Anopheles melas


Anopheles melas belongs to the Anopheles gambiae species complex, which consists of at least seven species, and it is a locally important vector in coastal western Africa.


An. melas is commonly associated with brackish water and can utilise saline environments, yet does not appear to require brackish water for larval stage development. It is generally restricted to coastal areas but has been found up to 150km inland along the Gambia River, where salt water can intrude great distances (up to 180km) upriver. Unlike other African dominant vector species, the density fluctuations of An. melas are closely associated with tidal changes rather than seasons, and a peak in adult numbers 11 days after spring tides has been recorded. The larvae of this species are associated with salt marsh grass (Paspalum species) and mangroves, but only those of the genus Avicenna, which include white, grey and black mangrove, and not from the genus Rhizophora (’true’ or red mangrove spp.). These positive and negative associations are thought to be strongly influenced by the predominant soil type associated with the different tree genera, The poorly drained, peaty-like soil common to Avicenna forests appears preferable to An. melas compared to the sandy, gravelly or smooth, fibrous peat soils common to the Rhizophora stands. An. melas oviposits on damp ground at low tide rather than in open water, and the eggs are able to survive some degree of desiccation until the tides rise again. This behaviour may guarantee the larvae will have sufficient time to complete their larval development and pupate in the less saline, relatively permanent waters of the new tide before it begins to recede and the water either becomes too salty, or dries out completely.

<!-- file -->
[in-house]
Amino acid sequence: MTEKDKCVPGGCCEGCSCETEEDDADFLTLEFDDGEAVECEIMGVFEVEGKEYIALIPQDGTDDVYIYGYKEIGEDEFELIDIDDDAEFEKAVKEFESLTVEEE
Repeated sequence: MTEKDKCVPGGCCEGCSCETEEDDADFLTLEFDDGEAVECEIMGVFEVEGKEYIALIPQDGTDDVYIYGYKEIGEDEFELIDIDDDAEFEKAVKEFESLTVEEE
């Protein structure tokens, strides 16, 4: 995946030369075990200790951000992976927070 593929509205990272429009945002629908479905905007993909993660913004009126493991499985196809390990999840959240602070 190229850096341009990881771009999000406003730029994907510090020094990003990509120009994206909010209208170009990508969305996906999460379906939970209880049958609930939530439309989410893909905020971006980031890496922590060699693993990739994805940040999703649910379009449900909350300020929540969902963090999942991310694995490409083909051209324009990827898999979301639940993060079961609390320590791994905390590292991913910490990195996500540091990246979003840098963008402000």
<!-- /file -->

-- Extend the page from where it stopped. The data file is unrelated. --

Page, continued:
Resting and feeding preferences

Adult biting behaviour appears to be opportunistic. An. melas has been described as both highly anthropophilic and a zoophilic species and has been shown to be fairly indiscriminate in host choice. An. melas generally rests outdoors after feeding, although there has been limited success in locating and collecting from such natural outdoor resting sites. Those females that do bite and rest indoors are more likely to have fed on humans whereas those biting or resting outdoors (or in animal sheds) are more likely to have bitten animals. Blood feeding activity appears to be fairly continuous throughout the night.

Vectorial capacity

An. melas is generally considered to be a vector of lesser importance where it occurs in in the same places as An. gambiae or An. arabiensis. However, in coastal areas, where it can occur in very high densities, it is still a problematic vector of malaria.

This text was modified from Sinka ME et al. (2010) The dominant Anopheles vectors of human malaria in Africa, Europe and the Middle East: occurrence data, distribution maps and bionomic précis Parasites & Vectors 3:117.

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